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Nutrients. 2015 Aug 31;7(9):7312-31. doi: 10.3390/nu7095340.

The Interrelationships between Lactose Intolerance and the Modern Dairy Industry: Global Perspectives in Evolutional and Historical Backgrounds.

Author information

1
Biology of Lactation Laboratory, Institute of Animal Science, Agricultural Research Organization, The Volcani Center, P.O. Box 6, Bet Dagan 50250, Israel. nissim.silanikove@mail.huji.ac.il.
2
National Mastitis Reference Center, Kimron Veterinary Institute, P.O. Box 12, Bet Dagan 50250, Israel. leitnerg1@gmail.com.
3
Department of Food Quality and Safety, Agricultural Research Organization, The Volcani Center, P.O. Box 6, Bet Dagan 50250, Israel. uzmerin@gmail.com.

Abstract

Humans learned to exploit ruminants as a source of milk about 10,000 years ago. Since then, the use of domesticated ruminants as a source of milk and dairy products has expanded until today when the dairy industry has become one of the largest sectors in the modern food industry, including the spread at the present time to countries such as China and Japan. This review analyzes the reasons for this expansion and flourishing. As reviewed in detail, milk has numerous nutritional advantages, most important being almost an irreplaceable source of dietary calcium, hence justifying the effort required to increase its consumption. On the other hand, widespread lactose intolerance among the adult population is a considerable drawback to dairy-based foods consumption. Over the centuries, three factors allowed humans to overcome limitations imposed by lactose intolerance: (i) mutations, which occurred in particular populations, most notably in the north European Celtic societies and African nomads, in which carriers of the lactose intolerance gene converted from being lactose intolerant to lactose tolerant; (ii) the ability to develop low-lactose products such as cheese and yogurt; and (iii) colon microbiome adaptation, which allow lactose intolerant individuals to overcome its intolerance. However, in a few examples in the last decade, modern dairy products, such as the popular and widespread bio-cultured yogurts, were suspected to be unsuitable for lactose intolerant peoples. In addition, the use of lactose and milk-derived products containing lactose in non-dairy products has become widespread. For these reasons, it is concluded that it might be important and helpful to label food that may contain lactose because such information will allow lactose intolerant groups to control lactose intake within the physiological limitations of ~12 g per a single meal.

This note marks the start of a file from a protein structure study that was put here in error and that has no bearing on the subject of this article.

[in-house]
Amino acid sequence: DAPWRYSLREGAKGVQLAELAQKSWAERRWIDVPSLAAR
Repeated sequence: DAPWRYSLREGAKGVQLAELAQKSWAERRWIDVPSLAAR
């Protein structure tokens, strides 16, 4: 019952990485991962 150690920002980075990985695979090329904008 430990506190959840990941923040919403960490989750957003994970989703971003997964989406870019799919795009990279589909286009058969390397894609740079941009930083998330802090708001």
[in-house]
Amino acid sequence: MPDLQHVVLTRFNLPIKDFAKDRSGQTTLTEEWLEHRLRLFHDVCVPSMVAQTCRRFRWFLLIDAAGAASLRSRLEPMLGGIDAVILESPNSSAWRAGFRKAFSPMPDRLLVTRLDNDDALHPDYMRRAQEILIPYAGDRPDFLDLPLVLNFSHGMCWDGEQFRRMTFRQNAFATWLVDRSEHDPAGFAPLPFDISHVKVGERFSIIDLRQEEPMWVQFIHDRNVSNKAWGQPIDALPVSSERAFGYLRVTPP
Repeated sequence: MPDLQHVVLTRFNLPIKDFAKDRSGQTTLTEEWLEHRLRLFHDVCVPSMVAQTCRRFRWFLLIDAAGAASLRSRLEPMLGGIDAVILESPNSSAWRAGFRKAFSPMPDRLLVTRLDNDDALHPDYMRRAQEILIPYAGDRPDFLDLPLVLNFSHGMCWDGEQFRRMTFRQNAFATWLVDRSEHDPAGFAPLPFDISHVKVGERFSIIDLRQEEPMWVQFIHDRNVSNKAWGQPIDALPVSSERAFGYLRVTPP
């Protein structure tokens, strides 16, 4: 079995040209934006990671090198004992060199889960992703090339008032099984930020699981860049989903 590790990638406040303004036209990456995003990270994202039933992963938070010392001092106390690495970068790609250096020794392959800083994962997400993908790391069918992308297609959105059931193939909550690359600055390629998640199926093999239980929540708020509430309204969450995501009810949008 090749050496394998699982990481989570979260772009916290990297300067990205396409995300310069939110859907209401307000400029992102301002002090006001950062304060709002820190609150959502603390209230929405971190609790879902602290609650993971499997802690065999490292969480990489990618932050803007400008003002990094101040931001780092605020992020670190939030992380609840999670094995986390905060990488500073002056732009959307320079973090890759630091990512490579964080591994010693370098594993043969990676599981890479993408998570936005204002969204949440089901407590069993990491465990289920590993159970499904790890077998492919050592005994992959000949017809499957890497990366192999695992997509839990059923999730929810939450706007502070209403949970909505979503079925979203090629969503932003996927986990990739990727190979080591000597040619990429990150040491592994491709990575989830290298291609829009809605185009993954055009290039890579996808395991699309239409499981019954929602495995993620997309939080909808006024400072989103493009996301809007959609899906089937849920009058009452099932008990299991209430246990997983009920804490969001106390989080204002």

KEYWORDS:

calcium; dairy products; lactose intolerance; milk

PMID:
26404364
PMCID:
PMC4586535
DOI:
10.3390/nu7095340
[Indexed for MEDLINE]
Free PMC Article
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